“What’s in a name? That which we call rose by any another name would smell as sweet” said the famous 16th century poet William Shakespeare in Romeo and Juliet.
Little did the great poet or any another learned men knew that a change in name would be the reason of communal violence, conflicts, turmoil and even a threat to the ancient history on the other side of the globe. His countryman Col. James Tod followed the quote so ardently that he even did not take care to look into records while writing his book Annals and Antiquities of Rajasthan. This British East India employee and an amateur historian went ahead by quoting one of the most disastrous line in history and that is none other than “…On the union of the imperial house with that of Jodhpur, by the marriage of Jodha Bai to Akbar, ….. (sic)”.
The historian clearly mentions in page 965 of his book (Volume II) that it was Jodha bai of Jodhpur who married Akbar. Probably being an Englishman he messed up the names of two distinct and totally different Rajput princess of two diverse era – Harkha Bai (Hira Kunwari) of Amer and Jodhaa Bai (Jagat Gosain aka Manavati Baiji Lal later Taj Bibi Bilkhis Makhani). Going by a number of inaccuracies in his work, it is very clear that the amateur historian messed up the two names and mistook Jodha Bai for Hira Kunwari. Princess of Jodhpur (daughter of Udai Sighji Sahib) was not married to Akbar but his son Salim (later Jahangir).
However, in the same book (1920 edition) you will find the editor William Crooke quoting “Ain-i-Akbari” I (Page 619) explaining that although there has been controversies about Jodha Bai, it is evident that she was wife of Jahangir and not Akbar. This fact again has been supported by the writer himself where he refers Jodha Bai as the daughter of Raja Udai Singh of Jodhpur. Now, the Rajput princess who married Akbar in 1562 in Sambhar, Rajasthan was not the daughter of Raja Udai Singh of Jodhpur but Raja Bharmal of Amer. Jodha Bai was wife of Jahangir and mother of Shah Jahan whereas Hira Kunwari was wife of Akbar and mother of Jahangir. In the footnotes the editor mentions – “Jodha Bai is a title, meaning ‘Jodhpur lady’. There were some doubts about her identity, but she was certainly daughter of Udai Singh and wife of Jahangir (sic)”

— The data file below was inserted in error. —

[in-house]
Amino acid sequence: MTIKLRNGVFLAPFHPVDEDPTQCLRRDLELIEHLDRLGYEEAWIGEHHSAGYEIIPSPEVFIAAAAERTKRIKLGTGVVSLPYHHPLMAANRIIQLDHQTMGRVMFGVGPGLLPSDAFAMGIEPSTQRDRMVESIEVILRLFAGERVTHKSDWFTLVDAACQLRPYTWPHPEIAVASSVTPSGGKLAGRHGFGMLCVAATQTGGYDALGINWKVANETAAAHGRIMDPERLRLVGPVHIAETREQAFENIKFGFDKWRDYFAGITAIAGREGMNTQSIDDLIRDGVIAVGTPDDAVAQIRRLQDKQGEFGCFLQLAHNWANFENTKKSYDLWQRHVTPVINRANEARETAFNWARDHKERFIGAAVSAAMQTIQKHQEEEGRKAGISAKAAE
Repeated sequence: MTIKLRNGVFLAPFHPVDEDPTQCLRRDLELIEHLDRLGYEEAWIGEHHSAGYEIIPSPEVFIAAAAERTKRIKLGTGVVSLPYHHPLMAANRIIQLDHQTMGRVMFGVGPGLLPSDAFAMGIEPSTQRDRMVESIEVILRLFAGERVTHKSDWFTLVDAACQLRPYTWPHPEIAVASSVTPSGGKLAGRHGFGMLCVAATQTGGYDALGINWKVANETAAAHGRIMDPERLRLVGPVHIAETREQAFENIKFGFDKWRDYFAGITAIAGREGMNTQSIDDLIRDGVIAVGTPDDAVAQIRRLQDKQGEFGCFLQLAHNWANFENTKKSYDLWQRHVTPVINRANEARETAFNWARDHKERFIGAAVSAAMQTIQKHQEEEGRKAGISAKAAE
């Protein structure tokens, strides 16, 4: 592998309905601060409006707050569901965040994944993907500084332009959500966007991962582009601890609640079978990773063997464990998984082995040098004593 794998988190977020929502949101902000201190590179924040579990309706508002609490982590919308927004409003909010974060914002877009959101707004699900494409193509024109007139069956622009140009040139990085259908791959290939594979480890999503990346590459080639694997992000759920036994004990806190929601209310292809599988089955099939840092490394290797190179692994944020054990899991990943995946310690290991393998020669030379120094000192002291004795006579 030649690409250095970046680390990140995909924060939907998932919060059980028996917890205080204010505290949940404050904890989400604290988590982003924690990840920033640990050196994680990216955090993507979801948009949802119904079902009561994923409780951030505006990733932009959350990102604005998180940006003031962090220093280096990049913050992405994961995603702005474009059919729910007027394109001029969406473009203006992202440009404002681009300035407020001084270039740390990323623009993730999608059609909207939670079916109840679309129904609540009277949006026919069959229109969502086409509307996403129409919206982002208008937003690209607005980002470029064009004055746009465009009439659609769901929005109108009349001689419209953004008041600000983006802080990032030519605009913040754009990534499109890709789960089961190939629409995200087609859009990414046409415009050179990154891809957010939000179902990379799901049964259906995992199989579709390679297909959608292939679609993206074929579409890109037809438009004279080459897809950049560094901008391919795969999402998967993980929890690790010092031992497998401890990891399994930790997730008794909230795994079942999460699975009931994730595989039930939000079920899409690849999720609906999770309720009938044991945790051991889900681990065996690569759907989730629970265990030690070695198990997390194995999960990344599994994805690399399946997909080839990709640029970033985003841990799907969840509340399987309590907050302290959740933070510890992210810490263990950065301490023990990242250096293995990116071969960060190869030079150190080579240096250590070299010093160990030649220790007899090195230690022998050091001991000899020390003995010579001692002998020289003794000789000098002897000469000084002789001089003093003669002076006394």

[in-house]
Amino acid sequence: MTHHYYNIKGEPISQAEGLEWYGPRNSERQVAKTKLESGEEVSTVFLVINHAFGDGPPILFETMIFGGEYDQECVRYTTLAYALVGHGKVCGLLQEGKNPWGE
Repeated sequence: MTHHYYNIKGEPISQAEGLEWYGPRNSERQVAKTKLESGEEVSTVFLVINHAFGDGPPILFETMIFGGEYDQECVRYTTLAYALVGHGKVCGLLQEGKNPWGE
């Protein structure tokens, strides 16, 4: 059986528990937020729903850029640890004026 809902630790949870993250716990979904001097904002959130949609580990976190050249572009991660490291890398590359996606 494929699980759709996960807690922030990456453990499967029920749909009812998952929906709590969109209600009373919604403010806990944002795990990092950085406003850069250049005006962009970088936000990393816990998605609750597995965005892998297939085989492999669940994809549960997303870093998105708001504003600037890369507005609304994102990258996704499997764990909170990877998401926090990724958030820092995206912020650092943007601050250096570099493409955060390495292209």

Although the concept of Jodha Bai being Akbar’s wife never emerged until 19th century, readers did fell prey to James Tod’s mistake and failed to recognize the editor’s correction or even referring the documentary history of the Great Akbar’s era in the form of Tabqat-i-Akbari, Mutakhabutawarikh, Akbar Namma and Ain-i-Akbari which no where mentions Jodha Bai as Akbar’s wife.
Movies like Mughal-E-Azam(1960), Jodha-Akbar (2008) and now the TV series Jodha Akbar all seem to be inspired by Tod’s adaptation. But couldn’t they see the footnotes where the editor William Crooke has clearly explained it as a ‘mistake’. It seems that the scriptwriter, director and producer of all three shows took no interest in the chronological facts.
The movie Mughal-E-Azam was such a brilliant movie in the form of cinematic approach that every one of us believed that Jodha Bai was Akbar’s wife. Then came Ashuthosh Gowariker’s Jodha-Akbar. Again, the movie is amazing in terms of cinema but in terms of history it is completely trash.
The influence of these movies has been so spectacular that any attempt against this prejudiced view now proves futile. Thanks to James Tod who has a reputation of inaccuracies and is also famous for mistaking Rana Kumbha, a Mewar ruler in the 15th century as the husband of the princess-saint Mira Bai besides, misinterpreting the story of Queen Padmini.
So, going by the historical facts and knowing the mess by an Englishmen, what becomes your opinion now – Who was Jodha bai, was it Akbar’s wife or daughter-in-law?
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